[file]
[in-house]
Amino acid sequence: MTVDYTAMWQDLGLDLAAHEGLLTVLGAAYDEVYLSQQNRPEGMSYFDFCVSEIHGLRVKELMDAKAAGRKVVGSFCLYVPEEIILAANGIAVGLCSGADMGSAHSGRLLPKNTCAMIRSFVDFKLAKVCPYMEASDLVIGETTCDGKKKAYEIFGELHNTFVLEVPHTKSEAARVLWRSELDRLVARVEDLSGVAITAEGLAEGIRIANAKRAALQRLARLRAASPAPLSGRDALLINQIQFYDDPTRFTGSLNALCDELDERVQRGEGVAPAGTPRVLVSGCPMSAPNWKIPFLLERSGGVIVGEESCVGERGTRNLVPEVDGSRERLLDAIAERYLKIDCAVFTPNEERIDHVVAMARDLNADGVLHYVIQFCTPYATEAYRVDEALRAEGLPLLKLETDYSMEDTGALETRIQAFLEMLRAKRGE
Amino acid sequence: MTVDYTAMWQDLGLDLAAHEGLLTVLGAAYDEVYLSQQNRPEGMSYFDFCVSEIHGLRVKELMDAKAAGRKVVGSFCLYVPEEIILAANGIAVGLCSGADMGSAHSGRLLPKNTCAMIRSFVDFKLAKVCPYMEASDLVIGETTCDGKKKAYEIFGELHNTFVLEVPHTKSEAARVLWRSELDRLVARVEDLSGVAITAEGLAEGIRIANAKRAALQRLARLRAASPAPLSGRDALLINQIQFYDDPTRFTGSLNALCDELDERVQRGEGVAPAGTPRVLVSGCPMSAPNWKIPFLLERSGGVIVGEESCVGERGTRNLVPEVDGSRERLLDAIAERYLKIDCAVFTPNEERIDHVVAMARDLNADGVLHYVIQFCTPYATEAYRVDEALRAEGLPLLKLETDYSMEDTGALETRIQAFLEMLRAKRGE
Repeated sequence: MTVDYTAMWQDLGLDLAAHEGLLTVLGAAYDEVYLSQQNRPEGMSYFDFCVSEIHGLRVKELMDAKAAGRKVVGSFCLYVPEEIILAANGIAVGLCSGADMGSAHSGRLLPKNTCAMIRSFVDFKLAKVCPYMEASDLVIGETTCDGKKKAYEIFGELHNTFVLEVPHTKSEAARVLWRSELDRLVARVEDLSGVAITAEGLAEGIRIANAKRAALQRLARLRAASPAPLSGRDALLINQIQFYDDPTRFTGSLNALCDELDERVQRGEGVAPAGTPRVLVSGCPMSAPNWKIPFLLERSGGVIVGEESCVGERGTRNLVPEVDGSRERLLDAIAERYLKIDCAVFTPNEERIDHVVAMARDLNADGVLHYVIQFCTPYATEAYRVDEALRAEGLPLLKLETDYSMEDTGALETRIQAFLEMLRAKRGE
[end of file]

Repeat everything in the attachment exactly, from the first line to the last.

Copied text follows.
[in-house]
Amino acid sequence: MTVDYTAMWQDLGLDLAAHEGLLTVLGAAYDEVYLSQQNRPEGMSYFDFCVSEIHGLRVKELMDAKAAGRKVVGSFCLYVPEEIILAANGIAVGLCSGADMGSAHSGRLLPKNTCAMIRSFVDFKLAKVCPYMEASDLVIGETTCDGKKKAYEIFGELHNTFVLEVPHTKSEAARVLWRSELDRLVARVEDLSGVAITAEGLAEGIRIANAKRAALQRLARLRAASPAPLSGRDALLINQIQFYDDPTRFTGSLNALCDELDERVQRGEGVAPAGTPRVLVSGCPMSAPNWKIPFLLERSGGVIVGEESCVGERGTRNLVPEVDGSRERLLDAIAERYLKIDCAVFTPNEERIDHVVAMARDLNADGVLHYVIQFCTPYATEAYRVDEALRAEGLPLLKLETDYSMEDTGALETRIQAFLEMLRAKRGE
Amino acid sequence: MTVDYTAMWQDLGLDLAAHEGLLTVLGAAYDEVYLSQQNRPEGMSYFDFCVSEIHGLRVKELMDAKAAGRKVVGSFCLYVPEEIILAANGIAVGLCSGADMGSAHSGRLLPKNTCAMIRSFVDFKLAKVCPYMEASDLVIGETTCDGKKKAYEIFGELHNTFVLEVPHTKSEAARVLWRSELDRLVARVEDLSGVAITAEGLAEGIRIANAKRAALQRLARLRAASPAPLSGRDALLINQIQFYDDPTRFTGSLNALCDELDERVQRGEGVAPAGTPRVLVSGCPMSAPNWKIPFLLERSGGVIVGEESCVGERGTRNLVPEVDGSRERLLDAIAERYLKIDCAVFTPNEERIDHVVAMARDLNADGVLHYVIQFCTPYATEAYRVDEALRAEGLPLLKLETDYSMEDTGALETRIQAFLEMLRAKRGE
Repeated sequence: MTVDYTAMWQDLGLDLAAHEGLLTVLGAAYDEVYLSQQNRPEGMSYFDFCVSEIHGLRVKELMDAKAAGRKVVGSFCLYVPEEIILAANGIAVGLCSGADMGSAHSGRLLPKNTCAMIRSFVDFKLAKVCPYMEASDLVIGETTCDGKKKAYEIFGELHNTFVLEVPHTKSEAARVLWRSELDRLVARVEDLSGVAITAEGLAEGIRIANAKRAALQRLARLRAASPAPLSGRDALLINQIQFYDDPTRFTGSLNALCDELDERVQRGEGVAPAGTPRVLVSGCPMSAPNWKIPFLLERSGGVIVGEESCVGERGTRNLVPEVDGSRERLLDAIAERYLKIDCAVFTPNEERIDHVVAMARDLNADGVLHYVIQFCTPYATEAYRVDEALRAEGLPLLKLETDYSMEDTGALETRIQAFLEMLRAKRGE